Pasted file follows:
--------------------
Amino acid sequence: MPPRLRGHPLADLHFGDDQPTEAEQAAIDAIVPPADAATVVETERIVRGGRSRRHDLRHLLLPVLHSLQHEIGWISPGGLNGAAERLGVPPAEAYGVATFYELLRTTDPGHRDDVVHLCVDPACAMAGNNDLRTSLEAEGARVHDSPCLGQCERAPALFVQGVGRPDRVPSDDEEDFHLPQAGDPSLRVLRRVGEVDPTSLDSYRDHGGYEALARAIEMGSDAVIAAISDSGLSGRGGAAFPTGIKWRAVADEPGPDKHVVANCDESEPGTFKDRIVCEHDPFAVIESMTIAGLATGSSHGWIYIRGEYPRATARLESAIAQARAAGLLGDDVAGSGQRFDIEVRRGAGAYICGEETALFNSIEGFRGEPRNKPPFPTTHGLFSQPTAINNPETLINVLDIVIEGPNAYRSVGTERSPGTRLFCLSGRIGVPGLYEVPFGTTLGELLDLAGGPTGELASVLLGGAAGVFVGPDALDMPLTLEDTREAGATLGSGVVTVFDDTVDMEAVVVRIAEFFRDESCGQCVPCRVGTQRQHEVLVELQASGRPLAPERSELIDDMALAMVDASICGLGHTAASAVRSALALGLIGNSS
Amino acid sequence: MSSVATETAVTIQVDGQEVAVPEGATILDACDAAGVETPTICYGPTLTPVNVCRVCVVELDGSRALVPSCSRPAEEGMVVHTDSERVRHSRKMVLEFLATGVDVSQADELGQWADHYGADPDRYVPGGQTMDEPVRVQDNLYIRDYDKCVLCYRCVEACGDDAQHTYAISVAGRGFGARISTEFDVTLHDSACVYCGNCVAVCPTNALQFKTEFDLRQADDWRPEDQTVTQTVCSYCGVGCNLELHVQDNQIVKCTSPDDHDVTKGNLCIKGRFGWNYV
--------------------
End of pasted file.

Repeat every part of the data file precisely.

Amino acid sequence: MPPRLRGHPLADLHFGDDQPTEAEQAAIDAIVPPADAATVVETERIVRGGRSRRHDLRHLLLPVLHSLQHEIGWISPGGLNGAAERLGVPPAEAYGVATFYELLRTTDPGHRDDVVHLCVDPACAMAGNNDLRTSLEAEGARVHDSPCLGQCERAPALFVQGVGRPDRVPSDDEEDFHLPQAGDPSLRVLRRVGEVDPTSLDSYRDHGGYEALARAIEMGSDAVIAAISDSGLSGRGGAAFPTGIKWRAVADEPGPDKHVVANCDESEPGTFKDRIVCEHDPFAVIESMTIAGLATGSSHGWIYIRGEYPRATARLESAIAQARAAGLLGDDVAGSGQRFDIEVRRGAGAYICGEETALFNSIEGFRGEPRNKPPFPTTHGLFSQPTAINNPETLINVLDIVIEGPNAYRSVGTERSPGTRLFCLSGRIGVPGLYEVPFGTTLGELLDLAGGPTGELASVLLGGAAGVFVGPDALDMPLTLEDTREAGATLGSGVVTVFDDTVDMEAVVVRIAEFFRDESCGQCVPCRVGTQRQHEVLVELQASGRPLAPERSELIDDMALAMVDASICGLGHTAASAVRSALALGLIGNSS
Amino acid sequence: MSSVATETAVTIQVDGQEVAVPEGATILDACDAAGVETPTICYGPTLTPVNVCRVCVVELDGSRALVPSCSRPAEEGMVVHTDSERVRHSRKMVLEFLATGVDVSQADELGQWADHYGADPDRYVPGGQTMDEPVRVQDNLYIRDYDKCVLCYRCVEACGDDAQHTYAISVAGRGFGARISTEFDVTLHDSACVYCGNCVAVCPTNALQFKTEFDLRQADDWRPEDQTVTQTVCSYCGVGCNLELHVQDNQIVKCTSPDDHDVTKGNLCIKGRFGWNYV